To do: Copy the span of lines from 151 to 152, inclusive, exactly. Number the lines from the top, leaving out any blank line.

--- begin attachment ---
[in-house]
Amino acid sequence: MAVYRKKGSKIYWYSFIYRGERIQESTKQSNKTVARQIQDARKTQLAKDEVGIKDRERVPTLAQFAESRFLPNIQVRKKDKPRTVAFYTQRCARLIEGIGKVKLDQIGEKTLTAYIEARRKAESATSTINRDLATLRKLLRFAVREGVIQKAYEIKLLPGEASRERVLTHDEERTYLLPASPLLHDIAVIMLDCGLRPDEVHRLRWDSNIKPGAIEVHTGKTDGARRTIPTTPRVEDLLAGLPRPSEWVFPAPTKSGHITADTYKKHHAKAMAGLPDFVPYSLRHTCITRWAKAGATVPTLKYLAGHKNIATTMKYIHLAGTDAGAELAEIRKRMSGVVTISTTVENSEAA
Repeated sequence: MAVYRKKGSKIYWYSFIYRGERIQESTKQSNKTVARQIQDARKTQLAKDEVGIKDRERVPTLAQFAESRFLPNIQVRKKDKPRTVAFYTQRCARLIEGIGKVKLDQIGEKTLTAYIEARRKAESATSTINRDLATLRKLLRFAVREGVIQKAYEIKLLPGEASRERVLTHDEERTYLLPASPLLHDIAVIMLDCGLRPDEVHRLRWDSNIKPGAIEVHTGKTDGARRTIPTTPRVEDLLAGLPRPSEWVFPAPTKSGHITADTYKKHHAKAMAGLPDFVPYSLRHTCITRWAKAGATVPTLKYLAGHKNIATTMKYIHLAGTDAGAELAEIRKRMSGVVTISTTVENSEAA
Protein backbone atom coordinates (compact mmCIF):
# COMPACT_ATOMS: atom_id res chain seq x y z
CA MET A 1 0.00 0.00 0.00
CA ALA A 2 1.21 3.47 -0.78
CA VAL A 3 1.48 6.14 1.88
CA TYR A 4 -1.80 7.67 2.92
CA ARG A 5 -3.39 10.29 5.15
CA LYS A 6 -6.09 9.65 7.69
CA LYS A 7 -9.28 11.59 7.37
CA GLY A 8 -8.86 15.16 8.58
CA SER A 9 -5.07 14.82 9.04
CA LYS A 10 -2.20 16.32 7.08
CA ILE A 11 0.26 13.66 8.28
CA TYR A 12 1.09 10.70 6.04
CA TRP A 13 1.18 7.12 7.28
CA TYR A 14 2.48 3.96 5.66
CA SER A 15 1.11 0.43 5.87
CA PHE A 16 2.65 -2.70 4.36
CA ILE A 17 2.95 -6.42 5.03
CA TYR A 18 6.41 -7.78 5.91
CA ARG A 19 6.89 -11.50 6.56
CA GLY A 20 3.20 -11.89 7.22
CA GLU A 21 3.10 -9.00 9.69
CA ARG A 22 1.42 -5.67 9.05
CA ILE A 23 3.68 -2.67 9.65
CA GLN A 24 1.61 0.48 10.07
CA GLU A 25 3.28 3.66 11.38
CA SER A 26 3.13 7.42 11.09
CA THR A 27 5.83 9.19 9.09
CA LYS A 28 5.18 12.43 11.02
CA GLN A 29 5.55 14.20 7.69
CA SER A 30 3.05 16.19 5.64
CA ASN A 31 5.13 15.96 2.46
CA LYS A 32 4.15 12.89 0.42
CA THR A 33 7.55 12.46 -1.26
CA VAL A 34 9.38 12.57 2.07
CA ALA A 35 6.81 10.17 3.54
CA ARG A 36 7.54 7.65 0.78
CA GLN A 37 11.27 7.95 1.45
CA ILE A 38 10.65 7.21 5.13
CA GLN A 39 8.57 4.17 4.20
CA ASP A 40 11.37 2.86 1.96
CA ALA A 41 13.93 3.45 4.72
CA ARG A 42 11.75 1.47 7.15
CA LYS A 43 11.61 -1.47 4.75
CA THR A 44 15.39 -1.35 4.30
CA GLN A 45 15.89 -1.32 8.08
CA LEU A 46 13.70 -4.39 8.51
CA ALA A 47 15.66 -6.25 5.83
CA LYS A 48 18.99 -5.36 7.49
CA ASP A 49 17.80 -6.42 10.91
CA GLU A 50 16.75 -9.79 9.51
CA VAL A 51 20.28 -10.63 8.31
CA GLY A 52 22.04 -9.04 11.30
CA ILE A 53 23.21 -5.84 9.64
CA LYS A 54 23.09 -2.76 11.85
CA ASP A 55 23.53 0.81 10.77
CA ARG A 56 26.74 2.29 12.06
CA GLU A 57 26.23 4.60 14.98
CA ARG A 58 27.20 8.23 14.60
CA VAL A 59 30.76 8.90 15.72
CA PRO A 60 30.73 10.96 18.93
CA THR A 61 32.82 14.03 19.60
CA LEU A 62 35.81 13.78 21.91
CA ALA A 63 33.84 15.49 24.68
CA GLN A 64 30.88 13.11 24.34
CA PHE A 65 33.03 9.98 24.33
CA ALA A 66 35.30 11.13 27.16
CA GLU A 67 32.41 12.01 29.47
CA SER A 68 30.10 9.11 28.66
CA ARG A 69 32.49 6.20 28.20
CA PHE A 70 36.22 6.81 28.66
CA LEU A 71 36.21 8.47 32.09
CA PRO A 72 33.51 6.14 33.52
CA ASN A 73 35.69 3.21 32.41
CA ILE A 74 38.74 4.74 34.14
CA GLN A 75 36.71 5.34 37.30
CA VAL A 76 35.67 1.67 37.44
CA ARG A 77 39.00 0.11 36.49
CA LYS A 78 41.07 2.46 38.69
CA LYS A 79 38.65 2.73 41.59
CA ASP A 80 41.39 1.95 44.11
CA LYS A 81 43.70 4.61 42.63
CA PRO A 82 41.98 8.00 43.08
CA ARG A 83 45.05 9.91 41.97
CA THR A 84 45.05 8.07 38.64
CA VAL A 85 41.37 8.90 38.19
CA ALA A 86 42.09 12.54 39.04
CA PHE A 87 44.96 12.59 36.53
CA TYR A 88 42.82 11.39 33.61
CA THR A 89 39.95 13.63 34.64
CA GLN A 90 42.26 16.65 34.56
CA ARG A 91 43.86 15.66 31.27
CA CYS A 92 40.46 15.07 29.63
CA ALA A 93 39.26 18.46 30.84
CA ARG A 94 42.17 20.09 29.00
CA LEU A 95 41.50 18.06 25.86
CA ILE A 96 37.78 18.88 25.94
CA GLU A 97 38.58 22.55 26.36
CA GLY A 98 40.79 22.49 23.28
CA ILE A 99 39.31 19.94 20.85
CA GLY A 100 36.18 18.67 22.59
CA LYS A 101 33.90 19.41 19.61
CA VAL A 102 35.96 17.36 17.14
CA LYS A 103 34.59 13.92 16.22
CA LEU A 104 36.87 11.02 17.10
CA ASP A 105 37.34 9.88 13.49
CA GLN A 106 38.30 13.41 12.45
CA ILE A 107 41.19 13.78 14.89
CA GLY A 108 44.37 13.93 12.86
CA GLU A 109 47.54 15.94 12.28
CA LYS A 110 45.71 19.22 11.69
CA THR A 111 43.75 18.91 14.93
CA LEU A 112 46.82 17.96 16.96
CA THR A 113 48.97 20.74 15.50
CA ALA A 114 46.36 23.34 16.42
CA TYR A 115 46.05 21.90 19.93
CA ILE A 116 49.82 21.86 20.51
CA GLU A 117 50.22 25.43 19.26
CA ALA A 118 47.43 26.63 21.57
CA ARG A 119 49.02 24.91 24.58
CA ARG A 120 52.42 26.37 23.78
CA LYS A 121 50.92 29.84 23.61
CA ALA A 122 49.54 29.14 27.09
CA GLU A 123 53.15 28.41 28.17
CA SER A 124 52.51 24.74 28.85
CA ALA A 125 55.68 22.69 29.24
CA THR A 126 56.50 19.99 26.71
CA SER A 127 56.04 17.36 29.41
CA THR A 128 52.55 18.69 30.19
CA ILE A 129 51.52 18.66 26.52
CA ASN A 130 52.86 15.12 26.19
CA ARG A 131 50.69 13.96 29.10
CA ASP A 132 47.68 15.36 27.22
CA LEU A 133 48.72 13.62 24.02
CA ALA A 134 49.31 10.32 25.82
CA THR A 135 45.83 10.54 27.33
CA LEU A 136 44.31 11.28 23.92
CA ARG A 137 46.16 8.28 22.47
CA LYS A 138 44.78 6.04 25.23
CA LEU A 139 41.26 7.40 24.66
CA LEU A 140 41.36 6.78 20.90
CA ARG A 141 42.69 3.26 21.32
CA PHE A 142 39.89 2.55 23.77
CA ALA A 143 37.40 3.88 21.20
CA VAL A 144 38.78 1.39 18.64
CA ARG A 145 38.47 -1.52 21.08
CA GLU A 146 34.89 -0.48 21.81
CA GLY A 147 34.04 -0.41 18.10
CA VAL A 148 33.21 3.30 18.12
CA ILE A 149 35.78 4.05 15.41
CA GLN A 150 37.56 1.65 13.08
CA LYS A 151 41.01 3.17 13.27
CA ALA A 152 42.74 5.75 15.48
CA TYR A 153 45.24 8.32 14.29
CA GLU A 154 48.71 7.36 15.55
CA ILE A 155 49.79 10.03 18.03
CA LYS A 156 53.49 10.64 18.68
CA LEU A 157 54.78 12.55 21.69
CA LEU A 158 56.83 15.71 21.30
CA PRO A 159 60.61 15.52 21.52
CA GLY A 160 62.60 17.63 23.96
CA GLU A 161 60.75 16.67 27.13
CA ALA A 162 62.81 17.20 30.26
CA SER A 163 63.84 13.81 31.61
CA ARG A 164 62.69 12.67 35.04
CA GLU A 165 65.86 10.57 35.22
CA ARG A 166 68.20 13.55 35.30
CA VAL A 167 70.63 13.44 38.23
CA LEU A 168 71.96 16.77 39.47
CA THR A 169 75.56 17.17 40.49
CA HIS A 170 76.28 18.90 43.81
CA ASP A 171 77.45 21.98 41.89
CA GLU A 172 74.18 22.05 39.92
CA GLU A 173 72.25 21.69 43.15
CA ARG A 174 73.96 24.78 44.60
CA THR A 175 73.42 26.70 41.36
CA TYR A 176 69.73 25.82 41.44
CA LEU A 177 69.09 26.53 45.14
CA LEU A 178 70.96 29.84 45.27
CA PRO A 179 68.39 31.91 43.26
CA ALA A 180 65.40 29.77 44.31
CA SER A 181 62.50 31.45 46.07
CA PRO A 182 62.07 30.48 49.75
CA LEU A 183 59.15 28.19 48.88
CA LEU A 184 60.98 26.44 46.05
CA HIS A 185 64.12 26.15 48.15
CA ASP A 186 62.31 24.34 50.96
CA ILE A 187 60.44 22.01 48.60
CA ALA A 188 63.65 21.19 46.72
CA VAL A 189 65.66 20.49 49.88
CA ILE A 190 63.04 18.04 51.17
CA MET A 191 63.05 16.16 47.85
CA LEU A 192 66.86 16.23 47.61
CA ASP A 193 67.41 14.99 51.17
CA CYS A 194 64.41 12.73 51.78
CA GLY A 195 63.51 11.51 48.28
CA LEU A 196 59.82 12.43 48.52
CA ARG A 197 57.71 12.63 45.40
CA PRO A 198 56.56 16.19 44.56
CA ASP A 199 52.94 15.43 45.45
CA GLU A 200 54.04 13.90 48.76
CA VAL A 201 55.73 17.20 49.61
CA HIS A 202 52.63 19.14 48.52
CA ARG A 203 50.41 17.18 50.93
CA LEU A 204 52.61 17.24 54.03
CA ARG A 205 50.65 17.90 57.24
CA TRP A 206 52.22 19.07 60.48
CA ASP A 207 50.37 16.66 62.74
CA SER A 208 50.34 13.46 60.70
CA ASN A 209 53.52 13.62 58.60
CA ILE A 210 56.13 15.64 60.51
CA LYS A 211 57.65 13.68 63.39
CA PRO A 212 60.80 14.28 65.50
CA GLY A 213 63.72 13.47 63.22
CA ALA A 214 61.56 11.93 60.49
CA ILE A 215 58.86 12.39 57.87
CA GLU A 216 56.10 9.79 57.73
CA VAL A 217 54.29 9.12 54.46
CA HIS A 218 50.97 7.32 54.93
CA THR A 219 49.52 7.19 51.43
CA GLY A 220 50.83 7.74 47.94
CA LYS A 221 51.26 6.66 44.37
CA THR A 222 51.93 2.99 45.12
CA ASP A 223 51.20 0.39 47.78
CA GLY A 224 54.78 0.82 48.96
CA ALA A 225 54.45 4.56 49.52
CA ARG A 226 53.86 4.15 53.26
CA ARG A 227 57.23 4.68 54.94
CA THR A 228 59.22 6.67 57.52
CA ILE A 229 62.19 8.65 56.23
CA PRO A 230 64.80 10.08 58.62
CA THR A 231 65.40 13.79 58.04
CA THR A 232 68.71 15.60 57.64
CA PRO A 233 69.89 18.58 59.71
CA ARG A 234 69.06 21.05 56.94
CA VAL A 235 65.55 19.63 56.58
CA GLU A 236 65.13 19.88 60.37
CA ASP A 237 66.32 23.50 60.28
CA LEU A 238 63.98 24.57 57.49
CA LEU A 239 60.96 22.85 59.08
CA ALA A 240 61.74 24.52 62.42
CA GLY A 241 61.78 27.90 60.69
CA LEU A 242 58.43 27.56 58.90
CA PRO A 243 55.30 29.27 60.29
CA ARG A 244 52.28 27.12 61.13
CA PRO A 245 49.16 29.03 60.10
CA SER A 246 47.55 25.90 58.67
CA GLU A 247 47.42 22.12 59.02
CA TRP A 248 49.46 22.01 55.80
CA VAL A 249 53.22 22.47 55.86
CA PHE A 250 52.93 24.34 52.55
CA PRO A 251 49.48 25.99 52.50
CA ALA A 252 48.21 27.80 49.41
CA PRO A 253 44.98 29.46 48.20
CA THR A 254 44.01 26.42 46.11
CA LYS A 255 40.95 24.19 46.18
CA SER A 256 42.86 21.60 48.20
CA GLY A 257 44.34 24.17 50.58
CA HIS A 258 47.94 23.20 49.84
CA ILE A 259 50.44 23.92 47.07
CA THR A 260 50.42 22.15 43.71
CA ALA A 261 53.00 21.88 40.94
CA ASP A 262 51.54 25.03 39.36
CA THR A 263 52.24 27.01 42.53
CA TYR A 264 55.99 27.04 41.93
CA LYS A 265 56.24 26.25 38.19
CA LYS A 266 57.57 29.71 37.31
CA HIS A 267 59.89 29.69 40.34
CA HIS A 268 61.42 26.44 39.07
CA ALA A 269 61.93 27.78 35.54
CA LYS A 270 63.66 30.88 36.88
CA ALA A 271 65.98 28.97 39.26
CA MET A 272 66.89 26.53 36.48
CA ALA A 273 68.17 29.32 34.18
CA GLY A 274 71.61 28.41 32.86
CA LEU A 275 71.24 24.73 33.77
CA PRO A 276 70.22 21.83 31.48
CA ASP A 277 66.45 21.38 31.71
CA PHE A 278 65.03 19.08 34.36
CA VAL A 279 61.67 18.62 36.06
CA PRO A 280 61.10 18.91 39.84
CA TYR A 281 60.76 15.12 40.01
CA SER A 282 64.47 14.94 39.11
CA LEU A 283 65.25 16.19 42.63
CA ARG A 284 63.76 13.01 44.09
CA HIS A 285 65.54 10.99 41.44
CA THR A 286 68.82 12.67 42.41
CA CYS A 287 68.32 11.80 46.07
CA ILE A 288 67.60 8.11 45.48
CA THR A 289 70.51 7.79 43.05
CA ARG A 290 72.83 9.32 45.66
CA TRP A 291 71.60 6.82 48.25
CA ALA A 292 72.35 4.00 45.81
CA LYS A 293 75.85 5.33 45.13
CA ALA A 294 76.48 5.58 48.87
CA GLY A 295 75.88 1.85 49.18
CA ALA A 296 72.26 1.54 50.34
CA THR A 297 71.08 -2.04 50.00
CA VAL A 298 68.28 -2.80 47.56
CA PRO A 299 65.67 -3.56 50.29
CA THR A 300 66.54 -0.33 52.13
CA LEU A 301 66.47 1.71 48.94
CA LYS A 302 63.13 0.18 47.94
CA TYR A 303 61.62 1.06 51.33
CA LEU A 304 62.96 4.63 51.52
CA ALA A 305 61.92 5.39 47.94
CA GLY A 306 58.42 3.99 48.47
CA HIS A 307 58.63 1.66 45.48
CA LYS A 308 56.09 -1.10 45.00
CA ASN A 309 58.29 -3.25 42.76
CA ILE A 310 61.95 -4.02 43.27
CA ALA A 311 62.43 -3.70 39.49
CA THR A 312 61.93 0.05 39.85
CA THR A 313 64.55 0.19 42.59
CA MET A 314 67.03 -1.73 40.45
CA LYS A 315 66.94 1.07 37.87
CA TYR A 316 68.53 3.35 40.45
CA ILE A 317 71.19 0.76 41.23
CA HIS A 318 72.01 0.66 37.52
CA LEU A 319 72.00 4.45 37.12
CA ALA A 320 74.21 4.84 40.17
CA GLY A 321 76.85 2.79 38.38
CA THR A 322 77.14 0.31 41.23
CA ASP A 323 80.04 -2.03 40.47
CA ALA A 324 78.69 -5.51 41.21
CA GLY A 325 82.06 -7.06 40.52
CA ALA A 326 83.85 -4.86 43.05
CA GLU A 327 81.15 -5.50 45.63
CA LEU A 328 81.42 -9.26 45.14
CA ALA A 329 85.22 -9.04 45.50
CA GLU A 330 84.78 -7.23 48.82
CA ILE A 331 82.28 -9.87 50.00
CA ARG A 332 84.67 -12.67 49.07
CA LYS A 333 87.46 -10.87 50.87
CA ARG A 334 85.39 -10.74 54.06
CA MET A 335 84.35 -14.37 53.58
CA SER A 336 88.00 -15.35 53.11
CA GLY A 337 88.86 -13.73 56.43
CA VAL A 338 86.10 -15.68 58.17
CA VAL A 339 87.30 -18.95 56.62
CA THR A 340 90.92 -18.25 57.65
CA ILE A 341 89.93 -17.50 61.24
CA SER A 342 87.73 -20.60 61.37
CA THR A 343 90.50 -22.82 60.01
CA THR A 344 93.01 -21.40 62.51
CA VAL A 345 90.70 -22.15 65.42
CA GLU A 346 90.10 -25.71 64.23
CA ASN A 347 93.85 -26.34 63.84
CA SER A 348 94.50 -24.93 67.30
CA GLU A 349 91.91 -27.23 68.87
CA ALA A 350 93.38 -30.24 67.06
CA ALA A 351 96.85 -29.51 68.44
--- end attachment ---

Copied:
CA GLU A 146 34.89 -0.48 21.81
CA GLY A 147 34.04 -0.41 18.10